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[Y]Watch: Mockingjay Part 2 – A Sorry Farewell To The Hunger Games

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By Ankita Mukhopadhyay

The-Hunger-Games-Mockingjay part 2-poster-previewMockingjay Part 2, the final instalment of the Hunger Games series, marks the end of an era. So I was obviously excited when I went to watch the film. I went in expecting a lot. For the uninitiated, the Hunger Games is a widely popular movie series, based on the even more popular book series, written by American author Suzanne Collins. The story is based in a fictional land of Panem, where the Capitol rules over 12 other districts, which are reeling in poverty. Many years ago, the districts had rebelled against the Capitol, but the rebellion was crushed, after which, a televised game, The Hunger Games used to be organized every year where two people from each district participated in a deadly game of survival.

What made this movie even more special for me is the fact that it is Academy Award winner Philip Seymour Hoffman’s last movie. He passed away last year due to drug abuse while still filming Mockingjay 2.

Part 2 begins where the first part left off, with Peeta (Josh Hutcherson) returning to the underground District 13, where the lead protagonist, Katniss Everdeen (Jennifer Lawrence) discovers that President Snow (Donald Sutherland) has tortured and brainwashed him against her. Katniss finds it difficult to bear Peeta’s condition and vows revenge against Snow. She sets out on a mission to kill him. However, President Coin (Julianne Moore) has other plans and wants to keep Katniss away from the main arena of the fight. Both Peeta and Gale (Liam Hemsworth) are in love with Katniss, and the side-plot of who Katniss loves keeps running throughout this film too, and isn’t revealed till the very end.

And the first half further increased my expectations, it brought forth Katniss Everdeen as the leader all of were looking for. Her personality and character mobilised masses, not only in the film but also outside. What works for the movie is the superb acting of Jennifer Lawrence, Juliane Moore, Donald Sutherland as President Snow, and the strong supporting cast. But my happiness was short-lived, because the film, on the whole, is a huge disappointment.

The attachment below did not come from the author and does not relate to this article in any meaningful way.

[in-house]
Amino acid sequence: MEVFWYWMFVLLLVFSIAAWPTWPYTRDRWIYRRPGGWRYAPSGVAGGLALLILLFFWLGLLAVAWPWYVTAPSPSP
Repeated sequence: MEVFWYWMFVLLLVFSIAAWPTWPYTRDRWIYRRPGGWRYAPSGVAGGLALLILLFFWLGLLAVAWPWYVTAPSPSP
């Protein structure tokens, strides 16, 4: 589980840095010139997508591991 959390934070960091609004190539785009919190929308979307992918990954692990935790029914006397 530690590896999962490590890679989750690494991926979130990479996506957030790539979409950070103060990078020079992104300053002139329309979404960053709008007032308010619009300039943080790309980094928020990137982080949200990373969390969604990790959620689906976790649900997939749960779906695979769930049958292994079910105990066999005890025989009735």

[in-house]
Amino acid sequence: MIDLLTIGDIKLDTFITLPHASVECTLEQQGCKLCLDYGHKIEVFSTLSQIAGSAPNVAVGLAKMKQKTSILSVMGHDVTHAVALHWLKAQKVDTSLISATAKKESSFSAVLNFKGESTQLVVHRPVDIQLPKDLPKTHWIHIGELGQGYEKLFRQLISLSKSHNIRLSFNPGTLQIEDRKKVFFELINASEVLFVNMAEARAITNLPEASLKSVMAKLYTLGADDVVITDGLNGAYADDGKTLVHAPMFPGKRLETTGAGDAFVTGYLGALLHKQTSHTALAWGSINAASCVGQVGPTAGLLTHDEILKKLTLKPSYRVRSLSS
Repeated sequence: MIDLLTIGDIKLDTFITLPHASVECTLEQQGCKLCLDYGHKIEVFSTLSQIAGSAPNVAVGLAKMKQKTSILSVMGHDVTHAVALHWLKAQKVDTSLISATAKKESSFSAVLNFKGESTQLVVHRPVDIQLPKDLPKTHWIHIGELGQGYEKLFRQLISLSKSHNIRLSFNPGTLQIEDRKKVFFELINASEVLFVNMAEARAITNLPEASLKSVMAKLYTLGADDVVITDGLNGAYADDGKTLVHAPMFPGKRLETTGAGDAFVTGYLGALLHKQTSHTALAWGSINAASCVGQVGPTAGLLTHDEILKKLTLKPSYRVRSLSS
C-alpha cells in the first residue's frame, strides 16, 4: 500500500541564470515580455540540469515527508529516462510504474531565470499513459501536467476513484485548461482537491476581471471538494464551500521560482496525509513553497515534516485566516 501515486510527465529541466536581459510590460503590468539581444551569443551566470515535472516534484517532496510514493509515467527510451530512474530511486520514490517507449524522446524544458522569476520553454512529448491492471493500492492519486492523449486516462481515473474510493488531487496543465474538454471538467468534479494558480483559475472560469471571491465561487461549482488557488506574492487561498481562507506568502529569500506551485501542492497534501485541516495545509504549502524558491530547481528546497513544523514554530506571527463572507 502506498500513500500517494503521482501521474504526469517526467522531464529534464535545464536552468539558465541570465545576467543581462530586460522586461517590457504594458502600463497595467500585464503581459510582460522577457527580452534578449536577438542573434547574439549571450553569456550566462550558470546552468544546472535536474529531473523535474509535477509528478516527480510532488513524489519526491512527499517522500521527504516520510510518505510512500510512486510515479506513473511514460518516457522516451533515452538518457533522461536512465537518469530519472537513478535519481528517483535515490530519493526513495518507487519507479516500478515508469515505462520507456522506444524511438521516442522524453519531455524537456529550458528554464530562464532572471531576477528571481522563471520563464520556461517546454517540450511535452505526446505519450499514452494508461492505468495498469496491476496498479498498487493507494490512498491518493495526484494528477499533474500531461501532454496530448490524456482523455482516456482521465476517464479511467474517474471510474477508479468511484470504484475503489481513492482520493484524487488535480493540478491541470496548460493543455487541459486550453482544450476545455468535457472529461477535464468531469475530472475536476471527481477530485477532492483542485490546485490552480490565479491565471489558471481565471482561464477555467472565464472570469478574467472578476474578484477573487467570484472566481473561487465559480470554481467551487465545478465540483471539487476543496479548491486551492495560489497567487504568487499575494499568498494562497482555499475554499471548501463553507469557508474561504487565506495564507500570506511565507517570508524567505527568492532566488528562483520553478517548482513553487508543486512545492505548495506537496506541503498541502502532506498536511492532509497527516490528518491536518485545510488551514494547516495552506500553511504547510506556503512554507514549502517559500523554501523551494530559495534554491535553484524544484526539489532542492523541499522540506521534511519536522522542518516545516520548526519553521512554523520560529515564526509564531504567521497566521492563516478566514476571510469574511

Unlike the other films in the series, this movie didn’t have many fight sequences, and the ones which were there were disappointing. Even though the districts were supposed to be in ‘war’ with the Capitol throughout, one hardly got to any of it. Katniss Everdeen is famed for her archery skills, but the director of the film seems to have forgotten about that throughout most of the film. Apart from one sequence in a tunnel, the film kept losing its pace throughout.

What always defined the Hunger Games series for me was that element of suspense, of fear that Katniss experienced at every step. In the Hunger Games, you never know what to expect next. Somewhere down the line, the director and scriptwriter seemed to be at odds with each other in bringing out Katniss’s connect with the audience, something that was present in the previous films. Midway into the movie, I stopped feeling her emotions, her love for Peeta, her fear for the safety of others. Even Jennifer Lawrence’s performance couldn’t bridge this gap for me.

Mockingjay 2 also moved away from its original plot focus, which is a classic critique of the oppressive state is mired in capitalist success, oppression and starvation. The characters instead kept debating the moral debate of what’s right in love and war, and it became a tedious debate towards the end. We all know what Katniss is fighting for, putting in different perspectives to it just confused the viewer more.

Even the character build ups needed explanation, which weren’t provided in the final movie. Gale’s character makes a sudden leap towards the end, completely in contrast to his actual character from the previous films. President Coin’s (Julianne Moore), the incumbent leader of District 13 has grey shades in this movie, which clearly weren’t visible. It seemed as if Julianne Moore, through her brilliant acting was shielding the character’s grey shades, or was the script forcing her to do so?

Philip-Seymour-Hoffman-Not-Digitally-Recreated-in-MockingjayHoffman died before filming the last scene of the film, and an extra scene was inserted to explain his absence. I felt that the explanation for his absence at the end was the lamest method to be ever used on celluloid. I think the maker’s forgot to look up the last scene of Dark Knight, where the makers brilliantly showed Heath Ledger’s death. That’s how one explains the absence of a central character in a movie, something in which the Mockingjay makers clearly failed for me.

Overall, just two sequences of the film sent chills down my spine, because one didn’t know what to expect at that turn, and which character would lose his/her life. The brilliance of the previous movies sparked in these two sequences, then fizzled out.